http://www.ppn.org/clue/ Dana Blankenhorn's Clued in Page: a commentary on our screwy business, who's clued, who needs to buy a clue, and who couldn't use one if they found it in the street.
http://www.sfwa.org/bulletin/articles/thor.htm A discussion of the Thor Power Tools decision, which I think had a more profound effect on publishing practices than is argued here, but still good background. Publishing is an odd game, most writers don't understand it, but then many publishers don't either.
http://www.howstuffworks.com/index.htmis way cool. The name says it all.
USER SUGGESTED SITES
In September 2000 I solicited user suggestions for cool sites. Here are some:
For your programs list, every Windows computer should be running TClockEx, freeware at http://users.iafrica.com/d/da/dalen/tclockex.htm by a young South African programmer, Dale Nurden.
This little gem adds the date next to the time clock in the system tray using the same typeface as the clock, the way Microsoft should have done it in the first place. The display is not one of those tacky-looking date add-ons, this one expands the actual display of the clock to include the date.
It's terrifically configurable and can also show various system status properties like System Resources Available or RAM Free. With one click on the clock, it gives a popup calendar; two clicks on the clock and the date is copied to the clipboard (in the format you specify) for immediate pasting into a text document.
For another good performing program, I give credit to Dr. Keyboard for mentioning AboutTime, more freeware, this one by Paul Lutus at http://www.arachnoid.com/abouttime/index.html
It automatically sets the system clock to super-accurate time (Lutus claims to within 50 milliseconds) using one of several servers which are linked to atomic clocks.
--Regards, Chuck Waggoner
http://www.arstechnica.com/ good general computer hardware/gamer site http://www1.anandtech.com specializes in hardware component reviews Both of these two sites have recommended "to build" systems" updated monthly. Anandtech includes SOHO and professional workstations, as well as 3D gaming machines. These two are what I wish I had when I put my machine together, as in where do you find reviews of motherboards.
http://www.tomshardware.com/ directed towards gamers and overclockers, I have never ever overclocked a computer, but am seriously thinking about it, if only for the challenge.
http://www.pcguide.com/topic.html Best computer hardware explanations on the web I have found.
http://grc.com/ Steve Gibson's site. Check your vulnerability on the web, and good privacy info.
http://computingcentral.msn.com/topics/bandwidth/speedtest.asp check your bandwidth to the internet.
http://www.pricewatch.com/ Find the lowest price on computer hardware.
http://www.hatrack.com Orson Scott Cards site. Has some of his unpublished fiction of which I recommend "Christmas in Hell" http://www.hatrack.com/osc/stories/homeless-in-hell.shtml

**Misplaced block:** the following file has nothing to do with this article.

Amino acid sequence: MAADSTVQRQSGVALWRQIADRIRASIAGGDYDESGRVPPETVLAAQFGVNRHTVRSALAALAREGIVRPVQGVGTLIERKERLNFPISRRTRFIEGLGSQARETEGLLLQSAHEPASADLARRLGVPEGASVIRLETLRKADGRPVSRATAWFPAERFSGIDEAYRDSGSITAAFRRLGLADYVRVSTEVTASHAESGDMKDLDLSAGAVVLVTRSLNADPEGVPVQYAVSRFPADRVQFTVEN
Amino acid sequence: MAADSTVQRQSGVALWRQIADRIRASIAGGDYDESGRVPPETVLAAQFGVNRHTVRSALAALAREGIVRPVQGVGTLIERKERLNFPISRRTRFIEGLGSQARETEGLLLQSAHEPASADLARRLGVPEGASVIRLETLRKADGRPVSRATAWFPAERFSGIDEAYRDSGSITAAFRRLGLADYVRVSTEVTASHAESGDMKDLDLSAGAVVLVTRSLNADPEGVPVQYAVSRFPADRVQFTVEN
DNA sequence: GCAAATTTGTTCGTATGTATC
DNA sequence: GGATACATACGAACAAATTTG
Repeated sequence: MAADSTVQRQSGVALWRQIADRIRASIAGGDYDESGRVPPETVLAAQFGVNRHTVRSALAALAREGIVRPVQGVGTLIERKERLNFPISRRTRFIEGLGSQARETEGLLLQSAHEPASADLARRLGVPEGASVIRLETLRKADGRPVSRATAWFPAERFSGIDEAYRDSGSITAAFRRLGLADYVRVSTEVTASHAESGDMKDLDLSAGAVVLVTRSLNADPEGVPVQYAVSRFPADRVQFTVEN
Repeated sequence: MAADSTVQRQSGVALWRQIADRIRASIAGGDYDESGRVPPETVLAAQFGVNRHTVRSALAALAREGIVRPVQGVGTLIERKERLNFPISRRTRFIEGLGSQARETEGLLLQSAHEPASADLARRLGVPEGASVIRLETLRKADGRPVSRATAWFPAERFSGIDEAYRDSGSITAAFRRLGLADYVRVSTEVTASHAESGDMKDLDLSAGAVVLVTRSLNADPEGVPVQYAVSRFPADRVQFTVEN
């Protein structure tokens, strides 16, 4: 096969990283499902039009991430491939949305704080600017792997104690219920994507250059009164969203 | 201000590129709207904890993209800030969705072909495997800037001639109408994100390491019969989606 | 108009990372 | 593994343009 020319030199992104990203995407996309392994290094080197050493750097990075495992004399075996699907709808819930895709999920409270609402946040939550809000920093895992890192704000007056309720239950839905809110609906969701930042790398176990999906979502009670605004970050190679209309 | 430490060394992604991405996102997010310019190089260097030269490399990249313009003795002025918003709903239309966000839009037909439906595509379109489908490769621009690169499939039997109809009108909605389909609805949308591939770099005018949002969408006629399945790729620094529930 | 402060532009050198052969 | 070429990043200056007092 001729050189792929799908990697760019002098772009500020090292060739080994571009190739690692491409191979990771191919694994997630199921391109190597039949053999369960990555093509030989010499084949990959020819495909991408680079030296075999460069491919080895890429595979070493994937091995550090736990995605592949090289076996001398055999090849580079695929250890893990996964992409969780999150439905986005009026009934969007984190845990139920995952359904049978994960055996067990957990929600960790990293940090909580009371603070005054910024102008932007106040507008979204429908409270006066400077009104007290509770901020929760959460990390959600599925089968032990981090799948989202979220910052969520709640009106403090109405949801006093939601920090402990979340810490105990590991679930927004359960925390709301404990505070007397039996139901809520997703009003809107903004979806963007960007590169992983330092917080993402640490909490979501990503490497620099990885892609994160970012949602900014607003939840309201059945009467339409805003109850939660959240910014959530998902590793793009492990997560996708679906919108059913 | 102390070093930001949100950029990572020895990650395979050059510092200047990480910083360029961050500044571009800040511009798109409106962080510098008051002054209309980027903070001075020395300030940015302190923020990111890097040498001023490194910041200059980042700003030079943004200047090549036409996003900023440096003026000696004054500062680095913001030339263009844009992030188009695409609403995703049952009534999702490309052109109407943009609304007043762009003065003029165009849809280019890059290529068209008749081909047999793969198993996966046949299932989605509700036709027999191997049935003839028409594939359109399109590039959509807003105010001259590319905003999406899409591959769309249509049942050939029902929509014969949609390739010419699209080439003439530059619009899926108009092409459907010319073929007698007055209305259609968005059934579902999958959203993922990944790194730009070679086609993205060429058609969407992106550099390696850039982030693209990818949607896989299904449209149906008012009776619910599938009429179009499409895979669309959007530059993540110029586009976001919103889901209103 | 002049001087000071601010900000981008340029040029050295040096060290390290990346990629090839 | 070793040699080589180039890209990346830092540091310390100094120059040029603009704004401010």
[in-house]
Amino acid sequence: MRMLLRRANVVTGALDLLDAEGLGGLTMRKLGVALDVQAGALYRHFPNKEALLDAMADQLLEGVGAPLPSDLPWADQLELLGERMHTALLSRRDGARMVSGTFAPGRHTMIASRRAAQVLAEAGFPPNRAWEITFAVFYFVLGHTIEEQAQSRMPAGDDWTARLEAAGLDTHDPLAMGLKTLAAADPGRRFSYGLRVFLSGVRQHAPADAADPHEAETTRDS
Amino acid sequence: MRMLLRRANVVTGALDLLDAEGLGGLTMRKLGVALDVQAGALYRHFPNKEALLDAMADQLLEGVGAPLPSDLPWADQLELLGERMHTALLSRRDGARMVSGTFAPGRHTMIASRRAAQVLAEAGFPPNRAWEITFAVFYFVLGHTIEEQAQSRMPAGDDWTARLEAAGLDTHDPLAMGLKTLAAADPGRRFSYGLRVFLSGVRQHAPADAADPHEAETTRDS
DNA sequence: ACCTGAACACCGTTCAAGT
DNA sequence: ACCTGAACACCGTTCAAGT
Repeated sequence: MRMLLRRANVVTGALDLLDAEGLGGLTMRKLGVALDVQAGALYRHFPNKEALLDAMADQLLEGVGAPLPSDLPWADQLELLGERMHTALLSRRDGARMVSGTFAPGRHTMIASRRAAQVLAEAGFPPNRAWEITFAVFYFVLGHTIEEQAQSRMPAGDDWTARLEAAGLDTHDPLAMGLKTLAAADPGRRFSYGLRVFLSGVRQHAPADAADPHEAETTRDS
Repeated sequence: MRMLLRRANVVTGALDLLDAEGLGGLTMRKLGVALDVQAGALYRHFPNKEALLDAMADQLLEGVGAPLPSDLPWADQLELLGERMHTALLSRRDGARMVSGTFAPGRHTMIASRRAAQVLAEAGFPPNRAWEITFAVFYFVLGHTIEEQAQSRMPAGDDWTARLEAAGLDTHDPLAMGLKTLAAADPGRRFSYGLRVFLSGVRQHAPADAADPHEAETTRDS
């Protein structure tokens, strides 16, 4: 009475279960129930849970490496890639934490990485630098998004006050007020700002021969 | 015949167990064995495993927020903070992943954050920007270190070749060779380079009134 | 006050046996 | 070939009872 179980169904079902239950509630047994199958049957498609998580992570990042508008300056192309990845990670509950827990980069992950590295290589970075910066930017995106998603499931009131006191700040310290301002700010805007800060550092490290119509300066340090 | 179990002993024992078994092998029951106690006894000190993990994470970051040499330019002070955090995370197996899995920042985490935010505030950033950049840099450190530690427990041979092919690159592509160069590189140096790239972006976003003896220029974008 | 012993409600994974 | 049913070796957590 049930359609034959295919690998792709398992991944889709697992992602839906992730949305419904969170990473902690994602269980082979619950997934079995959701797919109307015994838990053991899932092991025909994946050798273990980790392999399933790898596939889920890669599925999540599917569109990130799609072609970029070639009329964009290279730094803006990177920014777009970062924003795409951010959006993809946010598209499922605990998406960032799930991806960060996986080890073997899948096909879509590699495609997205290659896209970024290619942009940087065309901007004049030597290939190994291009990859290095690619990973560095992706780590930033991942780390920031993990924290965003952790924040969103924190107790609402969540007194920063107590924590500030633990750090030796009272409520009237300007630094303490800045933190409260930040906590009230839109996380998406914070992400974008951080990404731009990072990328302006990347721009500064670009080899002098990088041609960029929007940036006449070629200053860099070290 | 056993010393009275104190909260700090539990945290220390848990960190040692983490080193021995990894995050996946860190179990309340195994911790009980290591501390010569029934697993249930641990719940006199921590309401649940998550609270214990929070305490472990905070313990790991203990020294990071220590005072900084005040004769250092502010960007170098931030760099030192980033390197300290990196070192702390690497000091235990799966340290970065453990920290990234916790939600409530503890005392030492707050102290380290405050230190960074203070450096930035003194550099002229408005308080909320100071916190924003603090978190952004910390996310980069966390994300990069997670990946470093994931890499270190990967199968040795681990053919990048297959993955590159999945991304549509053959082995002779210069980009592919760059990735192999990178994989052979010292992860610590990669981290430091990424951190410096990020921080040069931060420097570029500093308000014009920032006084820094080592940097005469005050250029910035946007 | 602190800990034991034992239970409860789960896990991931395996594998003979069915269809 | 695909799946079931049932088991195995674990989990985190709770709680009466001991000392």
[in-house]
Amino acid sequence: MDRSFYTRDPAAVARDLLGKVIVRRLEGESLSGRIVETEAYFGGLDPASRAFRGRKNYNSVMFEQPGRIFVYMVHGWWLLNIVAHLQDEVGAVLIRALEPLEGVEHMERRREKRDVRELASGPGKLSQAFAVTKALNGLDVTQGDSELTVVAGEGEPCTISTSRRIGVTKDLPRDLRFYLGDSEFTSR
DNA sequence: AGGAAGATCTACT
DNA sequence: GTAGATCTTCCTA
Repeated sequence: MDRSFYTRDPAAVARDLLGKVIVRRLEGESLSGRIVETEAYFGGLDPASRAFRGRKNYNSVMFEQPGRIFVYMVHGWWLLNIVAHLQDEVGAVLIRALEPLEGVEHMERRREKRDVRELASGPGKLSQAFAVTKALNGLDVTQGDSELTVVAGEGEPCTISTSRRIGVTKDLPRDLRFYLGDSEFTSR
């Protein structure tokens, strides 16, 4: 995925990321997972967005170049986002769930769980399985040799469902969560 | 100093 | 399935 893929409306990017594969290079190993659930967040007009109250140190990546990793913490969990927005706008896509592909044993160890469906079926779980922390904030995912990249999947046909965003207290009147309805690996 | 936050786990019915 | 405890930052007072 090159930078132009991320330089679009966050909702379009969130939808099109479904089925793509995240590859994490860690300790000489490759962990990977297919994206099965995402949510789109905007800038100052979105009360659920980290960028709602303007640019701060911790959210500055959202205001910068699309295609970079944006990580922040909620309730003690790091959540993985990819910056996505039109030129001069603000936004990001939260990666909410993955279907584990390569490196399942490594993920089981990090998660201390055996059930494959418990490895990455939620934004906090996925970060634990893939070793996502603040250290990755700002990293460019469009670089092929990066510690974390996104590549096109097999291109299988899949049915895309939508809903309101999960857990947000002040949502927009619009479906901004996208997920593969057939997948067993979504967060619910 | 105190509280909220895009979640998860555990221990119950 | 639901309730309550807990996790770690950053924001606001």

I enjoy you site immensely. Unfortunately I found it while unemployed and haven't caught up on the bills yet, and so haven't subscribed. Fortunately you didn't stop when Byte folded.
Dennis Clay DennisClay@bigfoot.com
The perfect is the enemy of the good. http://members.home.net/dennisclay/
I've used both for over a year and they work perfectly. They work well with Windows 2000.
ManRun V1.0 http://bewoner.antwerpen.be/guru/s9soft/manrun10.zip freeware from 12-Mar-97.
Allows you to turn off autorun and/or autorun your CD ROM disk on demand. I use it from Start->Run.
Warmest regards, Rev Chris Boatright. Tualitan, OR.
Cookie Pal ( http://www.kburra.com ) is a really usable cookie filter. When you first start using it, you get pestered a lot about whether you want to accept cookies from various places, but eventually it gets trained. I've been using it for over a year, and I see that there are six cookies that I've had to store permanently (three of them are from servers on our internal network). It is smart enough to recognize that some people use more than 1 browser. It's nagware but the registration is only $15.
WebWasher ( http://www.webwasher.de ) is a proxy that you can run on your own machine or another. It filters HTTP for you, removing images that it thinks are banner ads, stopping most popup windows, removing "referer" from http requests, and so on. It can be configured to filter "web bug" images (actually I think the newer versions do that out of the box). This one is "free for educational or personal use" but you're supposed to license it if you use it in a commercial setting. WebWasher was a Siemans AG freeware project that got spun off into a separate company.
Some interesting US Navy facts and stats: http://www.chinfo.navy.mil/navpalib/factfile/ffiletop.html
Very useful for developers and consultants:
Microsoft file version information: http://support.microsoft.com/servicedesks/fileversion/dllinfo.asp
Some good modem info: http://www.56k.com/
This whole page is seriously in need of revision. There are a lot of places worth going, and this isn't very well organized anyway. I'm dancing as fast as I can...